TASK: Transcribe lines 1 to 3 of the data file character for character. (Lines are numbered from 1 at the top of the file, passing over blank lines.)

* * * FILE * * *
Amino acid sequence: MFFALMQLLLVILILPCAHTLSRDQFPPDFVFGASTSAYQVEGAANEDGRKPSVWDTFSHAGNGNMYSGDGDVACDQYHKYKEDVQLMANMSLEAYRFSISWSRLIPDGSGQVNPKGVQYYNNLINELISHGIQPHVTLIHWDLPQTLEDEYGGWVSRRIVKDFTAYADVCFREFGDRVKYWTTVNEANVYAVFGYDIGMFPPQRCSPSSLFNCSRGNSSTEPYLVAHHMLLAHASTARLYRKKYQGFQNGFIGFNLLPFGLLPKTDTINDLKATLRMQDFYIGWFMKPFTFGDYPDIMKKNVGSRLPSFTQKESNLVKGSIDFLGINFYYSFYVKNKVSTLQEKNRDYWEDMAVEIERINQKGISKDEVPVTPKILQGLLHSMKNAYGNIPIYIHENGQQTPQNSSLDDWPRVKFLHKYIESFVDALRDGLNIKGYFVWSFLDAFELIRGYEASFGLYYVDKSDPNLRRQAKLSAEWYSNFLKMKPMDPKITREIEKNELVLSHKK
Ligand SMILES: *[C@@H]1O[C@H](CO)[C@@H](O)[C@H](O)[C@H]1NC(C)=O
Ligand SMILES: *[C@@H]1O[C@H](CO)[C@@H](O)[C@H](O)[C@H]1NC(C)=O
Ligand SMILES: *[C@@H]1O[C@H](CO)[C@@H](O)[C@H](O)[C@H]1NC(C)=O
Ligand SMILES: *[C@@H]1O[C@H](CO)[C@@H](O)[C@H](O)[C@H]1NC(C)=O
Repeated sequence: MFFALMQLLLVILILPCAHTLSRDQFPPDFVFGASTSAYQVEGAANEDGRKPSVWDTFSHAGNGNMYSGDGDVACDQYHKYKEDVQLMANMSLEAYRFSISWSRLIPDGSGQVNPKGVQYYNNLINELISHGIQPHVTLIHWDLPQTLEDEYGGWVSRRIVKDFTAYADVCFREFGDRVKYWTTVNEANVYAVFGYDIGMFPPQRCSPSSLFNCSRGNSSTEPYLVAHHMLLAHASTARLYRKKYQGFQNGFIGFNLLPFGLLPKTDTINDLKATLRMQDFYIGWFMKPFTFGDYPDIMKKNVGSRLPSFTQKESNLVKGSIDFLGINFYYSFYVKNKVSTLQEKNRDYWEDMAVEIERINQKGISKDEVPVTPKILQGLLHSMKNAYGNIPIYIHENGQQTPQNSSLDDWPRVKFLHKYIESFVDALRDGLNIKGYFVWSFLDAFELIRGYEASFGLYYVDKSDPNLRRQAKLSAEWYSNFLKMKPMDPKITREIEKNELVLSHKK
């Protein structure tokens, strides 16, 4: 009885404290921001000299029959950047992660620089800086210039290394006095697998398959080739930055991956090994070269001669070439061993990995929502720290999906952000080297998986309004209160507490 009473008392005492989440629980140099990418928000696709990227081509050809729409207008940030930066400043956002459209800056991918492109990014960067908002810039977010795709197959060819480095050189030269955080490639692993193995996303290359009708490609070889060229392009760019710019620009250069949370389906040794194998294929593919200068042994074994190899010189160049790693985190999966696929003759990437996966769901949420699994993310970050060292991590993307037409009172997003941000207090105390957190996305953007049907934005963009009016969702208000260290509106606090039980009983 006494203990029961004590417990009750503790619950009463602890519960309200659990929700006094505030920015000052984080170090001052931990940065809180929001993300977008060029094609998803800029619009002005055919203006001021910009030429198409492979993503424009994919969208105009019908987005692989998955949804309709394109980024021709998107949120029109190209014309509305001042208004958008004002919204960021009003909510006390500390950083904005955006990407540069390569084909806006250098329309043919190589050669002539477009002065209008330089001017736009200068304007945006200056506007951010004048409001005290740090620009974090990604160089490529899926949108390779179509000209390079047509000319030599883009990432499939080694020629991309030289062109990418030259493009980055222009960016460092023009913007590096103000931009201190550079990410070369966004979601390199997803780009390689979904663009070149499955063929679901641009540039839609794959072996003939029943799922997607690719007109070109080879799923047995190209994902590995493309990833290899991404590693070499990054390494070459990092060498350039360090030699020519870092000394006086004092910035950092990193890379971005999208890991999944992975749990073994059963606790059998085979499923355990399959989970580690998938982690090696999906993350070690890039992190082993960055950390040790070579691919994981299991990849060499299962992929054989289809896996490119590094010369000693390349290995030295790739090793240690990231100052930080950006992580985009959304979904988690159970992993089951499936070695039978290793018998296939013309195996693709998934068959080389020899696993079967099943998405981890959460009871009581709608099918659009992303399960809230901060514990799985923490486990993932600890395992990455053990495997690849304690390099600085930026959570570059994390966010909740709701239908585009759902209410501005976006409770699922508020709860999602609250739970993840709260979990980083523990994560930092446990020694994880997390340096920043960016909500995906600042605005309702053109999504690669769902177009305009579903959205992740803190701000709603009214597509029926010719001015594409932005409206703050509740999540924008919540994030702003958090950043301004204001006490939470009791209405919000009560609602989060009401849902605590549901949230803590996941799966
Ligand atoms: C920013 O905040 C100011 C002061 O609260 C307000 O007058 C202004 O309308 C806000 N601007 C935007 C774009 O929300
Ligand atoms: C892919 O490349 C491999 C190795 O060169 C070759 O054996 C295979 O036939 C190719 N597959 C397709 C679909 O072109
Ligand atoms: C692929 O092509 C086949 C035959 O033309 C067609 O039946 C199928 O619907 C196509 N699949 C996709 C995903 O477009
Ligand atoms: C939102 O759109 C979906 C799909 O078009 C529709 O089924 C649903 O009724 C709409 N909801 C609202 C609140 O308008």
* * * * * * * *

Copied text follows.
Amino acid sequence: MFFALMQLLLVILILPCAHTLSRDQFPPDFVFGASTSAYQVEGAANEDGRKPSVWDTFSHAGNGNMYSGDGDVACDQYHKYKEDVQLMANMSLEAYRFSISWSRLIPDGSGQVNPKGVQYYNNLINELISHGIQPHVTLIHWDLPQTLEDEYGGWVSRRIVKDFTAYADVCFREFGDRVKYWTTVNEANVYAVFGYDIGMFPPQRCSPSSLFNCSRGNSSTEPYLVAHHMLLAHASTARLYRKKYQGFQNGFIGFNLLPFGLLPKTDTINDLKATLRMQDFYIGWFMKPFTFGDYPDIMKKNVGSRLPSFTQKESNLVKGSIDFLGINFYYSFYVKNKVSTLQEKNRDYWEDMAVEIERINQKGISKDEVPVTPKILQGLLHSMKNAYGNIPIYIHENGQQTPQNSSLDDWPRVKFLHKYIESFVDALRDGLNIKGYFVWSFLDAFELIRGYEASFGLYYVDKSDPNLRRQAKLSAEWYSNFLKMKPMDPKITREIEKNELVLSHKK
Ligand SMILES: *[C@@H]1O[C@H](CO)[C@@H](O)[C@H](O)[C@H]1NC(C)=O
Ligand SMILES: *[C@@H]1O[C@H](CO)[C@@H](O)[C@H](O)[C@H]1NC(C)=O